Under the eaves were more carvings, crawling down the columns that held up the roofs like petrified vegetation.
Many of Tan's descriptions of Malaya are very romantic... Okay-lah, a bit drama-lah, but this time I really don't mind-lah. Consider this passage about Penang itself, narrated by the protagonist, Philip:

I have never seen the light of Penang replicated anywhere else in the world - bright, bringing everything into razor-sharp focus, yet at the same time warm and forgiving, making you want to melt into the walls it shines on, into the leaves it gives life to. It is the kind of light that illuminates not only what the eyes see, but also what the heart feels.
I want to check with my Penangite friend KB to see if she feels the same way, heh heh. Perhaps that is what Home feels like, anywhere in the world.

Can't wait to reach the conclusion. I'm dying to find out how the characters betray each other. If you're thinking about buying this book, I recommend looking past its production quality! The print job is amateur; you can make out the pixels in the letters and the ink comes away when you rub your clammy fingers on them. Oh dear, is this what all print-on-demand books look like?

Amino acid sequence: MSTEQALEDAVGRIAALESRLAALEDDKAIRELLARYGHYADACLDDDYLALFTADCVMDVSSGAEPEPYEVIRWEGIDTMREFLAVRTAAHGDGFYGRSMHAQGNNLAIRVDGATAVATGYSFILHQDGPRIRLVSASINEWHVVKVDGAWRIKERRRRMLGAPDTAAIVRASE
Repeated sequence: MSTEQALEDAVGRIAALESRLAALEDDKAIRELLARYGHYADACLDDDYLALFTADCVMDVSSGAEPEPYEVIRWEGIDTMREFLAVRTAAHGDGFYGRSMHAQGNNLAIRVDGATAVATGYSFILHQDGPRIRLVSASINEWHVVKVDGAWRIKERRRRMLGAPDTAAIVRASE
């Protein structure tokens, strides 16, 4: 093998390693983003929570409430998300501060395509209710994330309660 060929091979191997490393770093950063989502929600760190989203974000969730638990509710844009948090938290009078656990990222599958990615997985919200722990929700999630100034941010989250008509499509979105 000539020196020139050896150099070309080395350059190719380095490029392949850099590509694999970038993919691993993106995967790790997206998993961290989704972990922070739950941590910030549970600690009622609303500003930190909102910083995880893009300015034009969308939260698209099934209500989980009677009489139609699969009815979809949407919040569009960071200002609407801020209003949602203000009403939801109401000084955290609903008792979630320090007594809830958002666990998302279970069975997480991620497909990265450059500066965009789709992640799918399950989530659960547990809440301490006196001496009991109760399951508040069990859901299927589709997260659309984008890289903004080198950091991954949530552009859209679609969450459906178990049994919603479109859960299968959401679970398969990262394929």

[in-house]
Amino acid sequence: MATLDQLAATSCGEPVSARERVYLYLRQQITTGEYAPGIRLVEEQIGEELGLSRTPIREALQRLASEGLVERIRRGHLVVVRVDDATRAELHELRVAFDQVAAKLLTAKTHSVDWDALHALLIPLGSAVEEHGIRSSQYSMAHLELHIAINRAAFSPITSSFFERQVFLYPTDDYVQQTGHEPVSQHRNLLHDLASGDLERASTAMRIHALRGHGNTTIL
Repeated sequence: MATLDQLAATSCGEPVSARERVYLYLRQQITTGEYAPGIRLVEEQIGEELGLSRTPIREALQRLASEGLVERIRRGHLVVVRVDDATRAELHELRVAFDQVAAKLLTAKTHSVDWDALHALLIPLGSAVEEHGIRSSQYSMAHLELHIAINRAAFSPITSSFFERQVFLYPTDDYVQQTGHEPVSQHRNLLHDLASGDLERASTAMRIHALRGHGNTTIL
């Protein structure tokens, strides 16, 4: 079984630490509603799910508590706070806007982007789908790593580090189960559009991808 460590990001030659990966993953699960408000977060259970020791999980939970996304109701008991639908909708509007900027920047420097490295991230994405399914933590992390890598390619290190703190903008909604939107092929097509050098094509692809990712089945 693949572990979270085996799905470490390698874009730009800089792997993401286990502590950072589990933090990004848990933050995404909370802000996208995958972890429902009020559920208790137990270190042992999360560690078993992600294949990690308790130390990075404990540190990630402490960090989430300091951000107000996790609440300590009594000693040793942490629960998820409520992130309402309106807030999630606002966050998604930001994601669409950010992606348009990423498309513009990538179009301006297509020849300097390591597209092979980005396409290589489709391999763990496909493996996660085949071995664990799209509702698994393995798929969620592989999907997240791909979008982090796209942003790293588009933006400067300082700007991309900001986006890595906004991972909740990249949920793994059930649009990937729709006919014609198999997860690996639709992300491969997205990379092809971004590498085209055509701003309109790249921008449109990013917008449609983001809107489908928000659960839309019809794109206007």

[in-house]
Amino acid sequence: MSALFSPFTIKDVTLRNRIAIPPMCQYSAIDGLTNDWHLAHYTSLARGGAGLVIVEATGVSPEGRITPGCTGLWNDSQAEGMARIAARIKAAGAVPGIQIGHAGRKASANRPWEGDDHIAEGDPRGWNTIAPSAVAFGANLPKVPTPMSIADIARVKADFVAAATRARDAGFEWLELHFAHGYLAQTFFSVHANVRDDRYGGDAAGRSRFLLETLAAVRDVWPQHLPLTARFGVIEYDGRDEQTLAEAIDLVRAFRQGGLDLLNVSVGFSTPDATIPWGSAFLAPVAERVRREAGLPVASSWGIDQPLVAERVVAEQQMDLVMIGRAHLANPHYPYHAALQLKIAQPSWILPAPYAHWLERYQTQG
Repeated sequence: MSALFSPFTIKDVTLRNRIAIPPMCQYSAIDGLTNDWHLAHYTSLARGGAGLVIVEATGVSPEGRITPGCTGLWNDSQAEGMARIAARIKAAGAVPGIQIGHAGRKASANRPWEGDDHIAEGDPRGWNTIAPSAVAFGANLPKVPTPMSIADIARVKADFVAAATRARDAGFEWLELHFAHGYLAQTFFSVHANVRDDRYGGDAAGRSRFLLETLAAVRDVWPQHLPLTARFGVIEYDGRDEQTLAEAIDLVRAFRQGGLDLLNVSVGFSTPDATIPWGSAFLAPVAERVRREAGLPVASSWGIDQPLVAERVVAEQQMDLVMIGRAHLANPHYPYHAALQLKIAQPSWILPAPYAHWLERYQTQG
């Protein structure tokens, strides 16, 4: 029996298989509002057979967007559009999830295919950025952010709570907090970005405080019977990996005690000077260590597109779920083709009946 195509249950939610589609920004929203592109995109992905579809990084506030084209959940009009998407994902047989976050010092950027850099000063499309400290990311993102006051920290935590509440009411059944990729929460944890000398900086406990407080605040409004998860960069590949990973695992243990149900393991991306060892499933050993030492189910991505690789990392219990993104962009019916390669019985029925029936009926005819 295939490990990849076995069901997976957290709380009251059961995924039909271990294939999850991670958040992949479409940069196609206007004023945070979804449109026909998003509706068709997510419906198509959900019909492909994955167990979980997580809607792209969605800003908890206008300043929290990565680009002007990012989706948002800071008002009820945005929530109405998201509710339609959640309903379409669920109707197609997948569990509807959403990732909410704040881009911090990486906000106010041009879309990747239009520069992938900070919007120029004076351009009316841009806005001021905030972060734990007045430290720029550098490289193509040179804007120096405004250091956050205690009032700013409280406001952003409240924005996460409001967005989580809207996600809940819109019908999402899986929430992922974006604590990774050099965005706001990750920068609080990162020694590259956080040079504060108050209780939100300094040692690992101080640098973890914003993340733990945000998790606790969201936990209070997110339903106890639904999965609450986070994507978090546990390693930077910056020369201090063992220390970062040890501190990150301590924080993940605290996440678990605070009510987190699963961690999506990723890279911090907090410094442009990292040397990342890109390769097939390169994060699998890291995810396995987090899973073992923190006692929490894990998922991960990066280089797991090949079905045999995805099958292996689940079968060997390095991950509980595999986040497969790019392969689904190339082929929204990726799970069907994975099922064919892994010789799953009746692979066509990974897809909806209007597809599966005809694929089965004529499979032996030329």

Craig Cliff

I've started reading Craig Cliff's blog and added him to my links bar. He is a New Zealand author and his first novel, A Man Melting, was launched by Randomhouse just recently. This will be my next book purchase, for sure, but I am being VERY disciplined by promising myself to read the unread books on my shelves before buying a new one or even borrowing one from the library. I came across Craig's writing in Sport magazine (a literary magazine, mind you, so why on earth is it called Sport??) and was quite impressed by his short story 30 Ways Of Looking At Marumaru South which is made up of thirty vignettes, each told from the point of view of an inhabitant of Marumaru South.

I like that on his blog Craig writes things like: "I still feel a bit dirty with all this thinly veiled self-promotion, but hopefully there’s enough honesty in these sorts of posts to be, I dunno, redemptive?"

Art

Well, I've only a couple of hours left before my usual life routine engagements responsibilities sweep me up again in a vortex of activity... So, I'd best be art-ing along. I want to finish a watercolour work today. Friends, until next time!

She hobbles away coughing...

Friday, August 13, 2010

The one and only Antares



This is a plug for my dear friend Antares who is re-releasing his album Second Coming. Click here for the background story, music samples and how to get your mits on a copy.

Tuesday, August 3, 2010

My art on view

Retrospectively: the Choice! exhibition in Melbourne has been documented and now has an online home at Pippa's blog.

Upcoming: my painting in this year's Trust Waikato Contemporary Art Award (but renamed to Bold Horizon) can be viewed on the online catalogue. See you at the opening!